Nathan Yau has scaled many cliff faces in Hong Kong’s great outdoors. But Tung Lung Chau, a 2.4-sq-km island located to the east of Hong Kong Island that offers climbers many challenging coastal crags, has left a lasting impression on him.
“The fact that you have to take a boat to reach the climbing location adds to the sense of adventure,” says the 30-year-old Hong Kong sport climber. “Walking along the coastline, you can’t help but be impressed by the breathtaking views as you reach the cliff face. I love how the rugged wall contrasts with the open sea. On a clear day, you can see many islands farther away.”
The most popular climbing site on the island is referred to as the ‘Technical Wall’, or ‘T Wall’. It offers different vertical routes for climbers of different levels.
“One of my favourite routes is the ‘Dimple Face’, which has shallow pockets in the rock face and larger handholds,” says Yau. “It requires careful sequence planning, great technique and endurance.”
“There’s also ‘Bad Boy’, where the crux (the most difficult section of a climb) involves making a diagonal move up from a pocket to a jug — a big, open hold that you can get your whole hand around. This move takes a lot of core strength,” Yau explains.
He enjoys the dramatic views as he climbs up the ‘T Wall’. “There is a special sight beside the ‘T Wall’ that we call the ‘water jet rock’,” he says. “Whenever a big wave hits, a stream of water will shoot up.”
“While climbing, it feels exhilarating to be able to see other mountains and waves crashing below, as well as other coastlines farther away,” he continues. “It’s not hard to find a good mountain to climb in Hong Kong.”
Hong Kong’s longest single-pitch route is at Lion Rock, which is climbed using a single average-length rope without any intermediate safety stances (where the climber stops to secure a safety rope).
“The view from up there is simply breathtaking. Climbers are perched on the side of the exposed cliff face, high up on the hillside overlooking Kowloon, the Victoria Harbour and Hong Kong Island. On a clear day, you can see right across the cityscape for miles,” he says.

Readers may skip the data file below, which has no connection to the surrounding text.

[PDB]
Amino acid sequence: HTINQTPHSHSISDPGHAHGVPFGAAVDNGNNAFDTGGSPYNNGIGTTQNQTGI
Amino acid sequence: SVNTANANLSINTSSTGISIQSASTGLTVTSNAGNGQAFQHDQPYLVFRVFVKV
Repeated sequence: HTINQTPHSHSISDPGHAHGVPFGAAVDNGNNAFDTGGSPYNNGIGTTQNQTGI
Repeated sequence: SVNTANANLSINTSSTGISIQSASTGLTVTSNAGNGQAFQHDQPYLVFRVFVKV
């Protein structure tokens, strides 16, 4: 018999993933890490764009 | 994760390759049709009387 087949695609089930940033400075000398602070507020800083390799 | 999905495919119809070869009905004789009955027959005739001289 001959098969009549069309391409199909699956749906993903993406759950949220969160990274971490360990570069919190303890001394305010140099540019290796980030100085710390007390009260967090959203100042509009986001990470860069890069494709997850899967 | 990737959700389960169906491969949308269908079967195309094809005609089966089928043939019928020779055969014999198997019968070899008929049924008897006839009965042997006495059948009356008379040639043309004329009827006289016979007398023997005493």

For Yau, climbing is a great workout not just for the body, but also for the mind as he needs to stay focused and calm to decide on the right steps.
“Every climb presents a different challenge,” he says. “I enjoy that feeling of having to reach a little farther to get to where I want to go. Since I started sport climbing, I’ve built up a group of friends who also love the sport, and that keeps me going.”
It took Yau seven years of juggling part-time jobs and training to win his first title at the National Rock Climbing Championship in Guangxi, southern China in 2015. That also inspired him to turn his passion into a full-time career.
With its Olympic debut at the Tokyo 2020 Games, sport climbing has been attracting new enthusiasts in Hong Kong. Yau enjoys working as a coach and seeing people take part in it.
“With the right equipment, it’s not difficult to learn,” he says. “The basics include a climbing rope, harness, and a belaying device, which prevents falls. On the ground, you’ll have a belayer, whose job is to grip and control your rope.”
“It’s always a good idea to check the weather forecast to see if it’s going to be too windy or wet,” he advises. “When you’re just starting out, mistakes are inevitable, and you will probably lose your grip a lot. But if you persevere, you will get better. It’s about resilience and hard work — just like life itself.”
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